Soy What? Food Recommendations for Women’s Health

Many women make food choices based on their desire to lose weight. While eating the right foods to maintain a healthy weight is a good thing, women also need to eat the right foods to promote their overall health. Heart disease and breast cancer affect millions of women each year – knowing what to eat to keep your body healthy is extremely important. Whole soy, which provides a number of important nutrients, including protein, fiber, antioxidants, potassium, magnesium and calcium, can have beneficial health affects for those who consume two servings a day.

In September of 2009, leading soy science experts reviewed the current body of evidence and worked to clarify the benefits and risks of whole soy consumption. The resulting articles, published in the December 2010 Journal of Nutrition Supplement, shed light on the role of soy in women’s health.

Heart Health: Soy consumption can be part of a dietary pattern that reduces the risk of heart disease. Data indicates that consuming two to six daily servings of soyfoods, based on 20-133 grams of soy protein per day, can result in a 7 to 10 percent reduction in cholesterol. According to the Food and Drug Administration, incorporating 25 grams of soy protein per day as part of a diet that is low in saturated fat and cholesterol may reduce the risk of heart disease.

Breast Cancer: Soy can be protective against breast cancer when consumption starts before puberty and appears to be safe for women at risk for or with a history of breast cancer. A review of data suggests that there is no increased risk of breast cancer linked to soy consumption.

“Soy appears to be protective and is associated with a lower risk of breast cancer reoccurrence for women who have consumed soy throughout most of their life,” said Leena Hilakivi-Clarke, PhD, and Professor of Oncology at Georgetown University. “At this point in time, the effects of soyfoods on breast cancer reoccurrence in patients who have not previously consumed soy are not known.”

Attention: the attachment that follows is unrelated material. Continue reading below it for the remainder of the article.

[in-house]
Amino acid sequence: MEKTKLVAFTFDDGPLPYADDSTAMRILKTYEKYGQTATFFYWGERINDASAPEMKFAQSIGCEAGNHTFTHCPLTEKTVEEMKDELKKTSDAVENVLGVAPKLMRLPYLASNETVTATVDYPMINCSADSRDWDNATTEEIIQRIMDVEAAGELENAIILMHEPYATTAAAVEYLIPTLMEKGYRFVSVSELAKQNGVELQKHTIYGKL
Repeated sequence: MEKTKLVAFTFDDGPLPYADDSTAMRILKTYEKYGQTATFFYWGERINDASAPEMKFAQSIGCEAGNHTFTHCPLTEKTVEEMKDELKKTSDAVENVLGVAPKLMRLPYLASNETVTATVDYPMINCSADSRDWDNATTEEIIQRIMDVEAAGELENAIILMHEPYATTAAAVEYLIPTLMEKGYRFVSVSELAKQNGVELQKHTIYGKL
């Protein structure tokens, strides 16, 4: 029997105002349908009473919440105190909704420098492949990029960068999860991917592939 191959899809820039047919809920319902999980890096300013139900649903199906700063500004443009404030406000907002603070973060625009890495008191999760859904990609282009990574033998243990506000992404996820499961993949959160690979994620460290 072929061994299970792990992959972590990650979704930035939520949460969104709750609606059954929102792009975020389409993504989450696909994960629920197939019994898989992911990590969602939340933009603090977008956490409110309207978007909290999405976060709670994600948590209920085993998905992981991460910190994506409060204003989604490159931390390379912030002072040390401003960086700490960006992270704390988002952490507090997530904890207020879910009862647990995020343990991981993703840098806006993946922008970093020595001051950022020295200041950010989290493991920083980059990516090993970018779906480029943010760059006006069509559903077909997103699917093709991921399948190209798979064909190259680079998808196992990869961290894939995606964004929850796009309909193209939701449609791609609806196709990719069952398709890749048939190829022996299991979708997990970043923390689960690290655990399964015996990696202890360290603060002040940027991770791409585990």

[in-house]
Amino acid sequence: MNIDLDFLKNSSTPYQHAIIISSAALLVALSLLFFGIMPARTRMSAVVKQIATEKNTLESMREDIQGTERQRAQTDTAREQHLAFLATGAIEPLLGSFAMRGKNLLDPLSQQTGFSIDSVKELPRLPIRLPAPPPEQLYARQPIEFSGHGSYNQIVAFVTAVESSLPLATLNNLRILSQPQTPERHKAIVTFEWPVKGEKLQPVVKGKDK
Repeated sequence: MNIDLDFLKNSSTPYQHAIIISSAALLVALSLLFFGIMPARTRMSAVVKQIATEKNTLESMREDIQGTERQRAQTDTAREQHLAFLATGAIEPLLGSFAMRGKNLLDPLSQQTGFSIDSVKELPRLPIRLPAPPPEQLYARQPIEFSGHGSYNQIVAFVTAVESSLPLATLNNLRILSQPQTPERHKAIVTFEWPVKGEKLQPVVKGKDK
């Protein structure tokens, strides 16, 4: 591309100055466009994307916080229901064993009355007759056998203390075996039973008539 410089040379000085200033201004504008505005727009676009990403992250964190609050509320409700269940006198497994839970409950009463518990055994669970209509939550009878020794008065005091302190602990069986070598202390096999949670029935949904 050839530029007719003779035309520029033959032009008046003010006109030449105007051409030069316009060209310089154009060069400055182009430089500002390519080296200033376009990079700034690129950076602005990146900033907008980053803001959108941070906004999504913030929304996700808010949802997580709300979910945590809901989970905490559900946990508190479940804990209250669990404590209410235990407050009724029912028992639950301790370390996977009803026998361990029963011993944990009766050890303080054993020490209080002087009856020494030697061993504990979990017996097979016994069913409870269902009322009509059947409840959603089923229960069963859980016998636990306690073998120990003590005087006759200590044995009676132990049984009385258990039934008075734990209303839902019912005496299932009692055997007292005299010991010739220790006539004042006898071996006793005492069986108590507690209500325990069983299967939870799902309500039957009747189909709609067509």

The American Cancer Society suggests that up to three servings a day of soyfoods is safe for women at risk for or with a history of breast cancer.

All soy comes from soybeans, which are naturally grown beans similar in size to a pea.
Whole soy, as opposed to isolated soy protein, is defined as the form of soyfoods in which the whole soybean and/or its nutrients are kept intact. Here are some easy and delicious ways one serving of whole soy can be incorporated into one’s daily routine:

  • Snack on 1/4 cup of dry roasted soybeans.
  • Sprinkle 1/2 cup edamame over a salad.
  • Incorporate 1/2 cup of canned soybeans into a bean salad or chili recipe.
  • Add 1/2 cup tofu to vegetable stir-fry.
  • Enjoy a couple of SOYJOY® bars.

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About Lisa Simony

Hello, my name is Lisa Simony, aka MomStar, a Grand Forks, North Dakota, blogger and mother of three! I suppose I'm just another mom, surfing the stars of family, health, money and travel (when we can get away with it!) ... oh, and food (mmm, food)! I also blog at my siteThe Mama Lisa, www.themamalisa.com
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